Once they are incarcerated, many prisoners do not earn enough in wages to meet the minimum income requirements for filing federal income tax returns. However, many inmates do have a legitimate need to file income tax returns due to income earned before incarceration, joint income tax returns with spouses or tax obligations associated with investment income. Others file fraudulent returns in an attempt to swindle the system.
Minimum Income Levels
Although many federal and state prison inmates work and collect wages, their individual wages are often much less than $1 per hour, well below the minimum income threshold for liability for federal income taxes. These limits vary each year, for 2010 the minimum for a single taxpayer under age 65 was $9,350. However, taxpayers must also file returns in order to collect tax refunds and tax credits such as the Earned Income Tax Credit (EITC), although inmates' wages are not eligible for EITC credit.
Nonresident and Part-Year Resident
Inmates who are have been newly incarcerated in prisons outside their home states may need to file nonresident or part-year resident state income tax returns for the first year of incarceration, depending on their particular circumstances. For instance, an inmate who lived in New York before being convicted of criminal charges, but was transferred to federal prison in Pennsylvania, may need to file income tax returns in both states. The exact requirements for each state vary; inmates would need to consult with their attorneys or advocates for specific advice on their particular circumstances.
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Tax Filing Procedure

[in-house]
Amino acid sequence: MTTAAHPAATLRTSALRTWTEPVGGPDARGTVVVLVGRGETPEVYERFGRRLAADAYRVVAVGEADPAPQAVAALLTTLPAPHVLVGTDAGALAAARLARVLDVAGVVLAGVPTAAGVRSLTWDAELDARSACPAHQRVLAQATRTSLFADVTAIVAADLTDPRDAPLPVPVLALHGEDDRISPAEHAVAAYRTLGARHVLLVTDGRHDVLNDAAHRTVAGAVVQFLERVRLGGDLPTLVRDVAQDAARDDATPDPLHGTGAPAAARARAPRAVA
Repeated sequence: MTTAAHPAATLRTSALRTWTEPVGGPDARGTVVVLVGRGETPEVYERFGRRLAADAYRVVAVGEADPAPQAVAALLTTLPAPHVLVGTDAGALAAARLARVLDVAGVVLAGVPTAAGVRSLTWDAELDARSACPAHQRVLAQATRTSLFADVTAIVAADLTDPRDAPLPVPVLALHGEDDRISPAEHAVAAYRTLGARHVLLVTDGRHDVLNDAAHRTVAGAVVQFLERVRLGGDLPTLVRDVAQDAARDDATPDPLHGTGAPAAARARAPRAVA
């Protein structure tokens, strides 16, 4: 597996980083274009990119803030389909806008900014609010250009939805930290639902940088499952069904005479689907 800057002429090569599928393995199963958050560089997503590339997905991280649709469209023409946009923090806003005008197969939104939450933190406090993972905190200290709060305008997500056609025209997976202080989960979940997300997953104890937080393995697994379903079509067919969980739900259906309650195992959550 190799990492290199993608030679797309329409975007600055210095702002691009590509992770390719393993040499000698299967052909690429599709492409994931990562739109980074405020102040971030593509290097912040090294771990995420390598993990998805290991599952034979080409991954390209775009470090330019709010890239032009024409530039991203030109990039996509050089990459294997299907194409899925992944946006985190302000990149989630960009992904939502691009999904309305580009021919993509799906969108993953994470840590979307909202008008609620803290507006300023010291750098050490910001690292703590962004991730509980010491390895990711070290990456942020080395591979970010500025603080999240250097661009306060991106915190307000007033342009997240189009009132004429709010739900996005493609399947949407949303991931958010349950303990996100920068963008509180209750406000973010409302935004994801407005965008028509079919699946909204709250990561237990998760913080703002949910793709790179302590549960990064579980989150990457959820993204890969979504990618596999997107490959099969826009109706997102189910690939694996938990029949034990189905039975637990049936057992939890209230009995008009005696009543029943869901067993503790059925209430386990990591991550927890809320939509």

Most prisons supply basic tax forms for inmates. In addition, most federal and many state income tax forms are available on the Internet, although inmates may have limited access to printers. Inmates who need to file joint income tax returns could complete their information, then forward the form to their spouses or legal representatives to complete the process. Because of the necessity of transmitting forms by mail or waiting for spouses or legal representatives to visit, it is advisable to allow extra lead time to complete the tax return filing process.
Inmate Tax Fraud
Inmates across the country were responsible for more than $130 million in tax fraud in 2009, CBS News reports. Despite earning incomes of pennies per hour, unscrupulous inmates used tax forms supplied by prison facilities to file fraudulent tax returns claiming credits ranging from a few hundred dollars to more than $8,000. These losses were the result of 45,000 fraudulent returns. The IRS was successful in catching 87 percent of all attempted tax fraud cases by prison inmates in 2009, recovering approximately $256 million, according to the "Atlanta Journal-Constitution."